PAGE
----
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  1. Predictive VM (Virtual Machine) auto-scaling is a promising technique to optimize cloud applications’ operating costs and performance. Understanding the job arrival rate is crucial for accurately predicting future changes in cloud workloads and proactively provisioning and de-provisioning VMs for hosting the applications. However, developing a model that accurately predicts cloud workload changes is extremely challenging due to the dynamic nature of cloud workloads. Long- Short-Term-Memory (LSTM) models have been developed for cloud workload prediction. Unfortunately, the state-of-the-art LSTM model leverages recurrences to predict, which naturally adds complexity and increases the inference overhead as input sequences grow longer. To develop a cloud workload prediction model with high accuracy and low inference overhead, this work presents a novel time-series forecasting model called WGAN-gp Transformer, inspired by the Transformer network and improved Wasserstein-GANs. The proposed method adopts a Transformer network as a generator and a multi-layer perceptron as a critic. The extensive evaluations with real-world workload traces show WGAN- gp Transformer achieves 5× faster inference time with up to 5.1% higher prediction accuracy against the state-of-the-art. We also apply WGAN-gp Transformer to auto-scaling mechanisms on Google cloud platforms, and the WGAN-gp Transformer-based auto-scaling mechanism outperforms the LSTM-based mechanism by significantly reducing VM over-provisioningmore »and under-provisioning rates.« less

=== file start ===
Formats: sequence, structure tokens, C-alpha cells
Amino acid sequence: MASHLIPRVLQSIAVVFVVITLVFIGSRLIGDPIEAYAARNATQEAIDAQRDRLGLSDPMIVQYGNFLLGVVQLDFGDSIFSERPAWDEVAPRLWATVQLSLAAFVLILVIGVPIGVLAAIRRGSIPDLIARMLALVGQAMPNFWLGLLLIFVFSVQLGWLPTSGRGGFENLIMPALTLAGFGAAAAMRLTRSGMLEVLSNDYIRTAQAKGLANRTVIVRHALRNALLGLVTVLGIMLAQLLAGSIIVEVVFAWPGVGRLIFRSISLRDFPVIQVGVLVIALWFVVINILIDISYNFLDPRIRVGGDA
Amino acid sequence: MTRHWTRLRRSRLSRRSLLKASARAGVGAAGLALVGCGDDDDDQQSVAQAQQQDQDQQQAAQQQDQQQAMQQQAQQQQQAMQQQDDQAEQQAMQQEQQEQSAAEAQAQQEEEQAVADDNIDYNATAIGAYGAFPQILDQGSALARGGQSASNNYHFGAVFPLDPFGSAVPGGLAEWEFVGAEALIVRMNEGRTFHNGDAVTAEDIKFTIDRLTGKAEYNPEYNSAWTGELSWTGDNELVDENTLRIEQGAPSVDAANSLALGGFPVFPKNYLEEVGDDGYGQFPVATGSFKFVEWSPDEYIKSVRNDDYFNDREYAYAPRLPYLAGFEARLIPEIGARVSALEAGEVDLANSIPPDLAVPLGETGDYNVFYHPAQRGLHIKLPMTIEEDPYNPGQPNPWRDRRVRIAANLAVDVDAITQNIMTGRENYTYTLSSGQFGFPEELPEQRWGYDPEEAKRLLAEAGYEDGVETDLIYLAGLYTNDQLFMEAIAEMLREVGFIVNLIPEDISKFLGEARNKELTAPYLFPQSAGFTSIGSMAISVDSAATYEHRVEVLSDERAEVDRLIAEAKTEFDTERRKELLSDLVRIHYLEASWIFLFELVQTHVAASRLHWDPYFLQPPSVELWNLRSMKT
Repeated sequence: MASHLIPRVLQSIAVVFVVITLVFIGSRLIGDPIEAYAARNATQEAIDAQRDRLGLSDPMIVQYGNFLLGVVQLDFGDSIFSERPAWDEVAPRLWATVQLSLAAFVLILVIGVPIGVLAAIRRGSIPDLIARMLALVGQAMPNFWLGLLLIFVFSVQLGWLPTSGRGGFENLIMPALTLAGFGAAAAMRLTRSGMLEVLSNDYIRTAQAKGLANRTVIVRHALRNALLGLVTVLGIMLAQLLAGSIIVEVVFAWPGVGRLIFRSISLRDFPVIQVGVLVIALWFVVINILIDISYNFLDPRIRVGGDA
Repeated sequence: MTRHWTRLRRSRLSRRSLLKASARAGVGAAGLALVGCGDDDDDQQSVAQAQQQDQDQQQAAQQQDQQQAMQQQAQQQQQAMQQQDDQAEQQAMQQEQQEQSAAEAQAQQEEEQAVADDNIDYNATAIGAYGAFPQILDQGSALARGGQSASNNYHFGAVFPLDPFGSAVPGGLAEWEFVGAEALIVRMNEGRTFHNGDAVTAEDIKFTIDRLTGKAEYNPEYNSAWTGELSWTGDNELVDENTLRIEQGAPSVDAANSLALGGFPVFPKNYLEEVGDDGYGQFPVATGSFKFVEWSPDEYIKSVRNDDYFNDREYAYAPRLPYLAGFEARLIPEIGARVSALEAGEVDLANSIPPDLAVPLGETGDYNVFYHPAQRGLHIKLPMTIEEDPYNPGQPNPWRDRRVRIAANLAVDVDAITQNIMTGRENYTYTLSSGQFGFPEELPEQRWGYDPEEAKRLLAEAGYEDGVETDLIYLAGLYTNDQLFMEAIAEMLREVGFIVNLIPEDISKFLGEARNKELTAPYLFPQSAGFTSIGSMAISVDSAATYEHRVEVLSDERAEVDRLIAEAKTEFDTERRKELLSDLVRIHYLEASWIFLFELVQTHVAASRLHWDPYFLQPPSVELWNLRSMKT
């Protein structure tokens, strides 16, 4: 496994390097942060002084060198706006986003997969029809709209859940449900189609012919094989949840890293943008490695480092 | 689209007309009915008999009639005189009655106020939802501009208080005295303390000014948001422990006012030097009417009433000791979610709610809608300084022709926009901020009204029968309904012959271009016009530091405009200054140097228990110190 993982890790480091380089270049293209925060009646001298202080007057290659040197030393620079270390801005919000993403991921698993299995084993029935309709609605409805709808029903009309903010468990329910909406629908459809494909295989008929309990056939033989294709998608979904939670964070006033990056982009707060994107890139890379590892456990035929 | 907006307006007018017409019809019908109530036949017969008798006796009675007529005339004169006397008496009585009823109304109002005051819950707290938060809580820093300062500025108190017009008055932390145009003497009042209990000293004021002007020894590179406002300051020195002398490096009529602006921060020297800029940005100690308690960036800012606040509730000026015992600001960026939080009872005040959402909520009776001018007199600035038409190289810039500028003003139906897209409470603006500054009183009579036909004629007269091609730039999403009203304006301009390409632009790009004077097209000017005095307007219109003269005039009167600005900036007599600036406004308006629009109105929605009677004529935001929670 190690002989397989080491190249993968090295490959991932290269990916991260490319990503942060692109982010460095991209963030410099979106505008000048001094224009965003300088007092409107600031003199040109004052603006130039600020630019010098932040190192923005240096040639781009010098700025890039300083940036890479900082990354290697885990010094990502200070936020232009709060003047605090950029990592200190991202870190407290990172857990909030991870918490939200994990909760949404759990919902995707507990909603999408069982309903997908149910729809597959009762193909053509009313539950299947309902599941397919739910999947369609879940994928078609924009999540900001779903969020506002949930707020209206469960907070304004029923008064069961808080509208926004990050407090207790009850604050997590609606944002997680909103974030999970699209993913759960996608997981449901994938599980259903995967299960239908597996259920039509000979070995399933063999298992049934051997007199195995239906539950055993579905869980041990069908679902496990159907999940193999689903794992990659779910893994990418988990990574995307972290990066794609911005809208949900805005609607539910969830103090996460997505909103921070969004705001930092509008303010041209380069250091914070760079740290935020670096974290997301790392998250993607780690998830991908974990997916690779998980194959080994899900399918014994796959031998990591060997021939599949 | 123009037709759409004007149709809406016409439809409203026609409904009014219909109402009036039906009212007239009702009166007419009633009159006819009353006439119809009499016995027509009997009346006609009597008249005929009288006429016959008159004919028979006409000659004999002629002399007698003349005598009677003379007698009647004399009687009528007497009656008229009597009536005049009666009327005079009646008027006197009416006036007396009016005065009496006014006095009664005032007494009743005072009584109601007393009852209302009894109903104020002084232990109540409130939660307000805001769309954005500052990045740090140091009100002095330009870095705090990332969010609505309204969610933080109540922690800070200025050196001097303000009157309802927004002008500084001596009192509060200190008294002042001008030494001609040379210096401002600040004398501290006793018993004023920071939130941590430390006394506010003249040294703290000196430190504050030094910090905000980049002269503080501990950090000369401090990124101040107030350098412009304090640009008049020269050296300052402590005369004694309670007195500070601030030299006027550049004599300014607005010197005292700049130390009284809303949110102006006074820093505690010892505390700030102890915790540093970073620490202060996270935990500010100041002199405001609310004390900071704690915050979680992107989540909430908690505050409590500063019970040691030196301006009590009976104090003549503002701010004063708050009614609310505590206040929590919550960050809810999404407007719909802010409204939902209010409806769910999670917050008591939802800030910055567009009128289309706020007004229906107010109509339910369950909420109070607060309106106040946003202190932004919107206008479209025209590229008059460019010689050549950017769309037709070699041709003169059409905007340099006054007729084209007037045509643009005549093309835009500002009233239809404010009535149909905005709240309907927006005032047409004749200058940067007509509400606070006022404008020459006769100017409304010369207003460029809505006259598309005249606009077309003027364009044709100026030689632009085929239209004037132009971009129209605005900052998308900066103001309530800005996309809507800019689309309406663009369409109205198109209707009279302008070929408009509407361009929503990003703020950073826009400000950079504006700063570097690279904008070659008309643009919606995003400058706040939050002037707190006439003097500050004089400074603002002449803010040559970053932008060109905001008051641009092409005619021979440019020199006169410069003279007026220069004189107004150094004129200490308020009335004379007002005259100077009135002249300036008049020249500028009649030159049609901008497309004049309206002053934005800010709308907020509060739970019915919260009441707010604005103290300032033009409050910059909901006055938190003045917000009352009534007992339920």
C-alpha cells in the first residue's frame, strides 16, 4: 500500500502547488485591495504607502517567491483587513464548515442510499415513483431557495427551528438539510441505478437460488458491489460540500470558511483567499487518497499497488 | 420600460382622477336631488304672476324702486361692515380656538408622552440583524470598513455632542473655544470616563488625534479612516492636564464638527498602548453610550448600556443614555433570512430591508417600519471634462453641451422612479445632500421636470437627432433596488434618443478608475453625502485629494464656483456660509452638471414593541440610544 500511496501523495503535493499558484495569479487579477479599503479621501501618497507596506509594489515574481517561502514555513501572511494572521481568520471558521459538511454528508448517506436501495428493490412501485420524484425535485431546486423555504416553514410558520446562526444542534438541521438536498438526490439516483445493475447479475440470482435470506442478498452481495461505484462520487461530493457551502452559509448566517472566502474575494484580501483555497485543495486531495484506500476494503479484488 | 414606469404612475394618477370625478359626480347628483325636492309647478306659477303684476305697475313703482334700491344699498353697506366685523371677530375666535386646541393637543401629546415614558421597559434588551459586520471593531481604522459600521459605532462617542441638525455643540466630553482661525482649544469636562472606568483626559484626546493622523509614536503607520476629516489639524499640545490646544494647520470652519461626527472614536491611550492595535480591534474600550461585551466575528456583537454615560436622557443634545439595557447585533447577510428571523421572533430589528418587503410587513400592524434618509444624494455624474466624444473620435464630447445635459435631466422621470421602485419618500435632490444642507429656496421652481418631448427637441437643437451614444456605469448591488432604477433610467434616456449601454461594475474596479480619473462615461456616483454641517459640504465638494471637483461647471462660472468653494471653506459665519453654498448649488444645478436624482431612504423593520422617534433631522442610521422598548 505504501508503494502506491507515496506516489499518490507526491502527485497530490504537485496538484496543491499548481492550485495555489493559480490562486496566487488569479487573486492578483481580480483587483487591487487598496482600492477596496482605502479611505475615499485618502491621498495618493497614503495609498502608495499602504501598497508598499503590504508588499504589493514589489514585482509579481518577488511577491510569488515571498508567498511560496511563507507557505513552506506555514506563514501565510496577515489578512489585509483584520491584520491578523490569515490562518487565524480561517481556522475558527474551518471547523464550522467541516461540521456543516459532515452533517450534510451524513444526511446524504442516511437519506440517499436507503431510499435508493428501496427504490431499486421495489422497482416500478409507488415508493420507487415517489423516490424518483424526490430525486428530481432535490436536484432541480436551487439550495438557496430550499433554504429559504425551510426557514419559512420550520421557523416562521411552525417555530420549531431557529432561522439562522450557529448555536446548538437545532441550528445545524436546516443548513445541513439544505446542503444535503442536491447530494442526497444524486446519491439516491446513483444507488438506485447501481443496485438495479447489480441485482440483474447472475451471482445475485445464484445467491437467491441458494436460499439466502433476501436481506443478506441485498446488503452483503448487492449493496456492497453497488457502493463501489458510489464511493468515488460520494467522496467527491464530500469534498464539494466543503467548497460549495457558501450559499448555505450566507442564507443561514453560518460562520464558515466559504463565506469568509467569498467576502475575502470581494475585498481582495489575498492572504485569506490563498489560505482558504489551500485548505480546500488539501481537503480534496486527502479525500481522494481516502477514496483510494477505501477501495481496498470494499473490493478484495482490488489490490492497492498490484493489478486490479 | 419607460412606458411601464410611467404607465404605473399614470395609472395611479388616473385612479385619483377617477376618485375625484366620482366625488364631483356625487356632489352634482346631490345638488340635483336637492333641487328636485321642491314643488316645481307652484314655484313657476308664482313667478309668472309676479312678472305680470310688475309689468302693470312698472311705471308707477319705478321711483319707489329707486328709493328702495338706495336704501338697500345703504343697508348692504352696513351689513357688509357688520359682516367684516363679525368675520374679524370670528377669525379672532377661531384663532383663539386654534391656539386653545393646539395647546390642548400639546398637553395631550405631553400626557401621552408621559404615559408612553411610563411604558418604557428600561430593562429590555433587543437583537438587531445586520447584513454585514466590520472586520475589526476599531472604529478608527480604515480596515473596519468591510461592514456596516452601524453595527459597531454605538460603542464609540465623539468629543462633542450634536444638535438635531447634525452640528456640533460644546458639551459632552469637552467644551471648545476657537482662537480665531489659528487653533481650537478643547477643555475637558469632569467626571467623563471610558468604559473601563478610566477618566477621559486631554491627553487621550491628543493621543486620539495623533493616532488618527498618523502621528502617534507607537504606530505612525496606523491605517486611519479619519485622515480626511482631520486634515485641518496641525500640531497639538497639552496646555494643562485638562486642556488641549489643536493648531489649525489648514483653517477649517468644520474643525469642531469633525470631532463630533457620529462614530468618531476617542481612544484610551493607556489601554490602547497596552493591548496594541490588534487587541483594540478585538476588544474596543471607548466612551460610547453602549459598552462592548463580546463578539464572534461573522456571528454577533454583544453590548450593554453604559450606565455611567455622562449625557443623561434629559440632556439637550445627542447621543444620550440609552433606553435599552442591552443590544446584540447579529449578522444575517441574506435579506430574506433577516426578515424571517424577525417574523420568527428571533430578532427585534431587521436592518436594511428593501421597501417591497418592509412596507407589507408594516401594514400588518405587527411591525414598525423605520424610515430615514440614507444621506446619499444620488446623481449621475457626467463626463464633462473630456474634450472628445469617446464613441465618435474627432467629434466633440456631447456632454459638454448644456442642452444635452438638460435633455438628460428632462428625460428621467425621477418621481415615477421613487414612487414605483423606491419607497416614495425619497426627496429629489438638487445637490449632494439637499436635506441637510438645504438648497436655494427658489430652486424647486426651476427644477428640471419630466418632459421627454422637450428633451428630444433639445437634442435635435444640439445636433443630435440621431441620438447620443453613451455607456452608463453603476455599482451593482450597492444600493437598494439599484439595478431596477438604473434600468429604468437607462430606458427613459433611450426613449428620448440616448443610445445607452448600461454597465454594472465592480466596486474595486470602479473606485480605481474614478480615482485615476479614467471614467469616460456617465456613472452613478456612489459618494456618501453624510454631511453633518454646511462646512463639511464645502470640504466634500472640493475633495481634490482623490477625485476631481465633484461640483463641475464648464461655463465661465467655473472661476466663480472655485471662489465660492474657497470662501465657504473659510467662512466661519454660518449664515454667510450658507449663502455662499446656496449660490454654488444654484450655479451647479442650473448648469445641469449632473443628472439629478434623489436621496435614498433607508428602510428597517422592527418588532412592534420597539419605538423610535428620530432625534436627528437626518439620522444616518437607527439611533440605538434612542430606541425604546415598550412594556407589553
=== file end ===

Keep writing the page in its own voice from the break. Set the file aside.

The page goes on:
Free, publicly-accessible full text available June 30, 2023
  2. Normalizing flows have shown to be a promising approach to deep generative modeling due to their ability to exactly evaluate density --- other alternatives either implicitly model the density or use approximate surrogate density. In this work, we present a differentially private normalizing flow model for heterogeneous tabular data. Normalizing flows are in general not amenable to differentially private training because they require complex neural networks with larger depth (compared to other generative models) and use specialized architectures for which per-example gradient computation is difficult (or unknown). To reduce the parameter complexity, the proposed model introduces a conditional spline flow which simulates transformations at different stages depending on additional input and is shared among sub-flows. For privacy, we introduce two fine-grained gradient clipping strategies that provide a better signal-to-noise ratio and derive fast gradient clipping methods for layers with custom parameterization. Our empirical evaluations show that the proposed model preserves statistical properties of original dataset better than other baselines.